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Arch Bronconeumol. 2006 Mar;42(3):125-9.

[Effects of nasal positive airway pressure treatment on oxidative stress in patients with sleep apnea-hypopnea syndrome].

[Article in Spanish]

Author information

1
Servicio de Neumología, Hospital Universitario de Canarias, La Laguna, Santa Cruz de Tenerife, Spain. chernandezg@teleline.es

Abstract

OBJECTIVE:

To analyze whether nasal continuous positive airway pressure (CPAP) reduces oxidative stress in patients with sleep apnea-hypopnea syndrome (SAHS).

PATIENTS AND METHODS:

Thirty-six patients with SAHS requiring nasal CPAP treatment and 10 controls in whom SAHS was ruled out were enrolled. Oxidative stress was evaluated by measuring plasma malondialdehyde (MDA) concentrations to assess lipid peroxidation at the beginning of the study and then again after a mean (SD) of 2.9 (0.6) months of nasal CPAP. Plasma MDA concentrations were determined by measuring thiobarbituric acid reactive substances. We controlled for the following factors known to influence oxidative stress: age, sex, use of vitamin supplements, smoking habit, body mass index (kg/m2), ischemic cardiopathy, hypertension, diabetes, and hypercholesterolemia.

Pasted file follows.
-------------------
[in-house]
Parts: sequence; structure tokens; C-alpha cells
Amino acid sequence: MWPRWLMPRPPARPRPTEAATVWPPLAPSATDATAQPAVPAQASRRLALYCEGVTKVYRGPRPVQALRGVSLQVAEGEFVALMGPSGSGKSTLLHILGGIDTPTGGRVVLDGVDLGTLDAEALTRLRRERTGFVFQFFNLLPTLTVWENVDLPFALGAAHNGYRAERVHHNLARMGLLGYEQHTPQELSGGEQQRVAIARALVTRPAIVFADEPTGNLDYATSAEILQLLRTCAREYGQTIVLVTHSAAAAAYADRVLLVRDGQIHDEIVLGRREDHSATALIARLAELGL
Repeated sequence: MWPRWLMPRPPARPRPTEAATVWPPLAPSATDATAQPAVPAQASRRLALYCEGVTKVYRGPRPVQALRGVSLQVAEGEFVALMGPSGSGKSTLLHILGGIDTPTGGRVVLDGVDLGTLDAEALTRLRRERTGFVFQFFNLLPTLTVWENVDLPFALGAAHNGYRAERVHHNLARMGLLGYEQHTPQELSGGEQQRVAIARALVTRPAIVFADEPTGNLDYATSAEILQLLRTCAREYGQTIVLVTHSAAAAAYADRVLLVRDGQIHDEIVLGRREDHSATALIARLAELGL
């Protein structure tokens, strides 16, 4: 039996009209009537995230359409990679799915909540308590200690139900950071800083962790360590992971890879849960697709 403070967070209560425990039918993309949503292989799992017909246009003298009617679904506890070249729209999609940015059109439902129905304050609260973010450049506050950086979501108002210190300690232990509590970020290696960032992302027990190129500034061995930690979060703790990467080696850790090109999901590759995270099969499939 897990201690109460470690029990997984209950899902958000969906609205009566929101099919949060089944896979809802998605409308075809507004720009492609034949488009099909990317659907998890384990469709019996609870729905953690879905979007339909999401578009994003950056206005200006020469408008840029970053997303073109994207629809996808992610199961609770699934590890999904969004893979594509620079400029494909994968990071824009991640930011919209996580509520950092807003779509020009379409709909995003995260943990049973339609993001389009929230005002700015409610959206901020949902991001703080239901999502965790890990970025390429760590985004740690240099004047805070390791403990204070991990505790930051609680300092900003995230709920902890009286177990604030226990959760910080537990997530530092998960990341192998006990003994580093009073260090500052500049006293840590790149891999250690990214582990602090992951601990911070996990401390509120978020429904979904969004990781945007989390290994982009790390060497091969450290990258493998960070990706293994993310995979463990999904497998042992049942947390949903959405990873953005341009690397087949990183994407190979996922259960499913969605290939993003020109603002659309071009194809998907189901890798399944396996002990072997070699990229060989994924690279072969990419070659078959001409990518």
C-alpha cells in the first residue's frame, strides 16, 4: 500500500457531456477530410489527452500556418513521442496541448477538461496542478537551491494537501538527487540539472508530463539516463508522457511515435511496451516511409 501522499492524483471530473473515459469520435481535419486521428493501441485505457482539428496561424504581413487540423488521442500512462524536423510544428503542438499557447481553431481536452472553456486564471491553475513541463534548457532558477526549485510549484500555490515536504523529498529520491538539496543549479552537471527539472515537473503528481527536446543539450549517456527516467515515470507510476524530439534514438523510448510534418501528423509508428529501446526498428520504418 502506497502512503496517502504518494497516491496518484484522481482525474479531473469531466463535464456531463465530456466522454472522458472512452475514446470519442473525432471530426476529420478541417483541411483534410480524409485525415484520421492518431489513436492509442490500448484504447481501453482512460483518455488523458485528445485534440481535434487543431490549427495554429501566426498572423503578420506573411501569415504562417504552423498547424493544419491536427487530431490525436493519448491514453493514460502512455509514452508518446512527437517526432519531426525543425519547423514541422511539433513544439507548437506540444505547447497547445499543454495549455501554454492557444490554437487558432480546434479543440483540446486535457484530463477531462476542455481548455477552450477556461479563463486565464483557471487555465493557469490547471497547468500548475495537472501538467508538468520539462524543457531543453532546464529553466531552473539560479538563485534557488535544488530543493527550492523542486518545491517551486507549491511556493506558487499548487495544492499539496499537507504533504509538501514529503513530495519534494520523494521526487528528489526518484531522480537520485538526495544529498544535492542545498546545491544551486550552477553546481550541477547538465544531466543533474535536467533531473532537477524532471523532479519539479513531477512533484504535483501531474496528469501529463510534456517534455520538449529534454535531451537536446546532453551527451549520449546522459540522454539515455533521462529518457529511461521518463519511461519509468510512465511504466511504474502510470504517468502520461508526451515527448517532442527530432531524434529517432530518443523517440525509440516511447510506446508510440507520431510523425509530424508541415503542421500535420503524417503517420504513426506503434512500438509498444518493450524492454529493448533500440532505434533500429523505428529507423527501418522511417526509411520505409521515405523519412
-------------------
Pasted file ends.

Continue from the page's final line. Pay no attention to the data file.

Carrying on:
RESULTS:

The mean age of patients with SAHS was 51.4 (9.9) years and the mean body mass index was 32.9 (5.3) kg/m2. Nasal CPAP was titrated to a mean pressure of 8.9 (3.4) cm H2O. The mean score on the Epworth sleepiness scale was 10.2 (4.3) before treatment and 4.2 (2.8) after treatment (P<.001). The apnea-hypopnea index decreased from 43.7 (22.6) before treatment to 4 (3.5) after treatment (P<.001). Mean MDA concentrations in patients with SAHS were 2.0 (1.1) micromol/mL before treatment and decreased significantly to 1.6 (.07) micromol/mL after treatment, whereas MDA concentrations remained unchanged in control subjects.

CONCLUSIONS:

Nasal CPAP treatment significantly reduced oxidative stress in patients with SAHS in our study.

PMID:
16545250
DOI:
10.1016/s1579-2129(06)60130-4
[Indexed for MEDLINE]
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